Going around to various automotive events, I meet a lot of people. Many of them ask what car I drive. And most of the time, they would expect someone who is so active in the automotive world to have a car that would match the on paper glamour.
As I answer their question, I can just see the fire from their eyes fade and the not-so-enthused response of "Oh, that's cool." immediately follows.
See, for a person that goes around taking photos of cars, I have a pretty dismal car history. As many of you already know, this 1992 classic red Mazda Miata was my first car. I loved that thing to bits. To be frank, I miss driving a peppy little roadster around quite dearly.
You can say that I'm a terrible lover for the fact that I sold my Miata for a new love: photography. So, how did I get around without a car after selling the Miata and purchasing a camera?
I picked up this 1997 Nissan Maxima SE from my brother for a good price. Having a 3.0L V6 and roughly 190 horsepower, four doors, leather seats, power windows, air conditioning, a BOSE sound system and blown shocks was quite an upgrade from the (dyno'd)94 WHP roadster.
I happily drove Maxima around for a little more than a year forgetting about actually enjoy owning a car. Well, that was until I started getting rides in race cars, had opportunities to drive a tuned cars and high end sport cars like the Nismo 370z, BMW E93 M3 or the X5M. Those things were the activator that triggered the yeast of car-dudeness to wake up once again. I knew I needed another cool and fun car again.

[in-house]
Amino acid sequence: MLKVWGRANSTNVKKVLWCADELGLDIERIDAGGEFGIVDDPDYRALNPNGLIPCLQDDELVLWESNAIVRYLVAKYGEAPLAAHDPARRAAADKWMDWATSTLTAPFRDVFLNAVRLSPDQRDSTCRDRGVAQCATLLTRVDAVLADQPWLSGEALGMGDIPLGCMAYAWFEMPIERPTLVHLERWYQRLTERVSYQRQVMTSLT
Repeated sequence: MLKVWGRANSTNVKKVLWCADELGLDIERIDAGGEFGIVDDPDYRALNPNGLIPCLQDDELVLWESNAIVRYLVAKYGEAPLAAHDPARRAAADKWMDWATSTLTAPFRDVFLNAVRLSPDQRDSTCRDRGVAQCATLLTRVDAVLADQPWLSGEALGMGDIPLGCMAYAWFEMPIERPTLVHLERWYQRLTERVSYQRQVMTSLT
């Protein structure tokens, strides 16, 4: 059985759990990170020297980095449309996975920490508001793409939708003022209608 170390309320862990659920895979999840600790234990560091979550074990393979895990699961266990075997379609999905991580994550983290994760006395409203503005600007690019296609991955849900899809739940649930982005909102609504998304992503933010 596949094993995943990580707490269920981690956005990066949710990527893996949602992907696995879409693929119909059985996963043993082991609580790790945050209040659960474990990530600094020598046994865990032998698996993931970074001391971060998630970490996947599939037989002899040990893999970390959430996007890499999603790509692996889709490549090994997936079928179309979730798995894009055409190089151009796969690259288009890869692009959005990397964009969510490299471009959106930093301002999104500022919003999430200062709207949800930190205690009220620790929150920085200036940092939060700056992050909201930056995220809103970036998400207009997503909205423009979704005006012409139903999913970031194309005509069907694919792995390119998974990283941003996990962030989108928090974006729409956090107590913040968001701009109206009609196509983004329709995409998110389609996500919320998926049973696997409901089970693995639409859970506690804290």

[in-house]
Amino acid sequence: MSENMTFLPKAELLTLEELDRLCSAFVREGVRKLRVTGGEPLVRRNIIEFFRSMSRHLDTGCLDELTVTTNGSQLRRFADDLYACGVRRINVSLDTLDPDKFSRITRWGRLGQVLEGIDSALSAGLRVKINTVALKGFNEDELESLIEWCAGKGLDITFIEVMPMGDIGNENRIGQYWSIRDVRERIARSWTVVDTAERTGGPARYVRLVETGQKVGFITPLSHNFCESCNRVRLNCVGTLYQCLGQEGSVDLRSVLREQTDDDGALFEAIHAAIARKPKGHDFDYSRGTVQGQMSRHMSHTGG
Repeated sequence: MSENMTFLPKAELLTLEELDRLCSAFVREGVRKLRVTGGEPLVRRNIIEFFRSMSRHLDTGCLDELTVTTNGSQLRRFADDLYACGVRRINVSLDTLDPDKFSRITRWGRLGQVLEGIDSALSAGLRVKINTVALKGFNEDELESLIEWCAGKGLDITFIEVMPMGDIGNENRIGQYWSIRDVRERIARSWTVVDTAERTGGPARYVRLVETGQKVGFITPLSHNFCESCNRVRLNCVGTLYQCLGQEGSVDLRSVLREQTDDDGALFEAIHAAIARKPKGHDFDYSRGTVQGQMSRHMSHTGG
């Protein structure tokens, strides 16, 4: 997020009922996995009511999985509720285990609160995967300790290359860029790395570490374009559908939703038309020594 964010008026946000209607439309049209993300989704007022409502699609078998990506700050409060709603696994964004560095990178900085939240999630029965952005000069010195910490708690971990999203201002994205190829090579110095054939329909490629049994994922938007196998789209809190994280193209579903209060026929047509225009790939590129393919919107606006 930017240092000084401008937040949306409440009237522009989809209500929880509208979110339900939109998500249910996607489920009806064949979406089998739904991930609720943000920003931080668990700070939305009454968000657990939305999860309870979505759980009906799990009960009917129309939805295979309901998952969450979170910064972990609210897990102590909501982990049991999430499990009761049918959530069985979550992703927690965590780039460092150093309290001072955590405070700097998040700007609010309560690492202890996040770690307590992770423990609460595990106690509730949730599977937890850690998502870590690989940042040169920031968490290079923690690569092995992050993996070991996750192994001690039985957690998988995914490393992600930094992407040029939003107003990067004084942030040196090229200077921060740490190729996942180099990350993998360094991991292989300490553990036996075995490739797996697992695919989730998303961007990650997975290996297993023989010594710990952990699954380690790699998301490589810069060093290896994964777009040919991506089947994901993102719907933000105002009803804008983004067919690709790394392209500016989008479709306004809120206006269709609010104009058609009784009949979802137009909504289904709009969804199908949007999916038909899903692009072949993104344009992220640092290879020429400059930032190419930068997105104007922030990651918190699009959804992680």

A little more than a month ago, a very close friend was looking to sell his 1989 BMW 325i to help fund a new 135i. The perfect opportunity dropped into my lap and before I knew it, I owned the much loved BMW E30.
The stock 2.5L inline-six originally came with a DINAN chip which didn't have very good mid-rang power. So it was replaced for a much better E.A.T. Ultrachip which resulted in a ten horsepower gain and bumped the revs up by 500.
I have to agree with lot of the automotive populous in saying that straight six's are the best sounding motors: old Jaguar inline sixes, S50, N55, M88, L20, RBs, 1J, 2J, etc. Though, it helps that BMW fitted the E30's 2.5L with an acoustically tuned intake manifold too.
For a twenty-one year old car, it almost looks showroom clean –almost. Those of you that have looked for or have owned E30s before know how old and beat they can be.
I like to call this car a Miata sedan as it hugs corners so well and seems like it has that whole "Jinba ittai", horse and rider as one, connected driving feel to the whole process. It's the ultimate driving machine, in 80s form.
He's quite the BMW nut and already had a few mods before it went under my ownership. He replaced the stock headlamps with DDM Tuning slim 55w 5000k HIDs. Then replaced the North American headlight grills and bumper trim for some Euro spec ones. Smoked blinkers were also added.
The Euro bumper trim helps clean up the car quite a lot.
The interior was just as clean as the outside –if not cleaner! The stock steering wheel was replaced by an M Technic I wheel, which comes OEM in an E30 M3. The shift knob and boot was replaced by an illuminated M technic knob and boot combo. The beat up e-brake handle was replaced with one that came from an E32 735i.